Overall, it worked great – though I have to admit, I do like the texture of the pages in my original book. Maybe next time, if I use the linen text paper for future books….maybe not create as many pages.
After the book was done and the glue dried out, I randomly selected one of my (many) mini dolls to model it for me. Luckily, Monica was more than happy to oblige. Though I think I’ll have to make her one to put in her home (one of the few dollhouses I did complete – posting on that coming soon, I hope)!
Credits: Monica doll is a Heidi Ott 1:12 scale doll. Wig is also a Heidi Ott product. Sweater and pants were Ebay purchases. Wedding photos courtesy of the ever talented Sarah Culver of Sarah Culver photography.
Considering that I still have my vintage A-Frame House (carefully stowed away on the shelving unit) waiting to be built, hopefully the following can be a type of appeasement to folks asking me when I’ll be building it.
Apparently someone on eBay is selling a vintage A-Frame house as well. It’s not the same as mine, but it’s pretty awesome looking nonetheless.
Will keep an eye out — though am hoping someone out there is going to put the winning bid. And make something super awesome out of it.
After another rambling entry regarding the wedding book I made, I ended with it a question: so whom amongst my (fast) growing group of mini dolls will be owning the book?
Well, that’s a pretty simple answer actually. Ladies and gentlemen — meet BK’s and my 1:12 scale counterparts.
There’s a bit of a story behind them. At least in terms of how I got them.
I got BK’s counterpart (Bryan) via an auction listing on eBay by an artisan from the UK. She was selling dolls she created and dressed in 1940s fashion. I almost wanted to laugh when I saw this doll because it had similar features to BK. For starters, the hair style looks exactly like my husband’s preferred haircut. And second, the sweater vest and checkered pants…if BK could, he’d wear that everyday. Assuming he’d find a place that carried those pants in his size!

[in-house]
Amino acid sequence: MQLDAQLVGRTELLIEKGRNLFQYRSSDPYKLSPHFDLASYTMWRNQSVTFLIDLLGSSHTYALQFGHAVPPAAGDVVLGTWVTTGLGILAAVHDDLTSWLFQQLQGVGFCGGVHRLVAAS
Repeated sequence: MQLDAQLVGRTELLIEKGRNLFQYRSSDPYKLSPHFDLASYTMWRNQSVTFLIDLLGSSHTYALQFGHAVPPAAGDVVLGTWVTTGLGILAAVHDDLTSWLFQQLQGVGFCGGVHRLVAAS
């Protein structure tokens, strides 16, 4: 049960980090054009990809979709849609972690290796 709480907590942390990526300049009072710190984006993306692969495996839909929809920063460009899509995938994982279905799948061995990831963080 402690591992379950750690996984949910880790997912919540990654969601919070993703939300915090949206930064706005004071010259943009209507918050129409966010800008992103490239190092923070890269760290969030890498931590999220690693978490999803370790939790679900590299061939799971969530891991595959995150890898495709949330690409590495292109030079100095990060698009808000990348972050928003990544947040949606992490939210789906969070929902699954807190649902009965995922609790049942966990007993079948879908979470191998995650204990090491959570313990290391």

Needless to say, I put a bid on him and luckily, won the doll. This was in late 2010…at this point, BK and I were engaged, and this doll was one of the very few mini-related purchases I made. Mostly to keep my sanity from the preparations. When I received him a few weeks later, I was thrilled at how detailed he was. Then I realized that I needed my counterpart to have the same dimensions as this doll. But at this time, the artisan was no longer selling items of eBay. So I was left thinking my poor male doll would be without a companion for awhile.
Fast forward to March 2012, and imagine my surprise when I saw a listing on a doll similar to mine on eBay. When I went to check the seller’s other listings, I was thrilled to realize that a) it was the same artisan and b) she was accepting custom orders. So I quickly sent an email, and before you know it, we were messaging back and forth on my custom doll. Theresa (the artisan) was super awesome — she kept me in the loop of my doll’s status, and even provided me photos to review before I submitted my payment. This time, I made sure to keep her contact info in case I needed additional orders.
Needless to say, by early April, I received my counterpart. Am really happy how she turned out — Theresa faithfully reproduced a 1960s wrap dress I saw in an old advertisement that I have adored. She even matched the color of the dress to use on the doll’s heels. Until I find that same exact dress in real life, at least my counterpart is wearing my fantasy outfit.
The only detail I need to add to them are glasses. BK wears a pair of rimless glasses that he adores, and I have my pair of black nerdy frames. I picked up some eyewear but they don’t look right on the dolls. So unless someone has suggestions, that’s another item on my to-do list. Assuming I finish the Primrose kit bash in time (more on that later).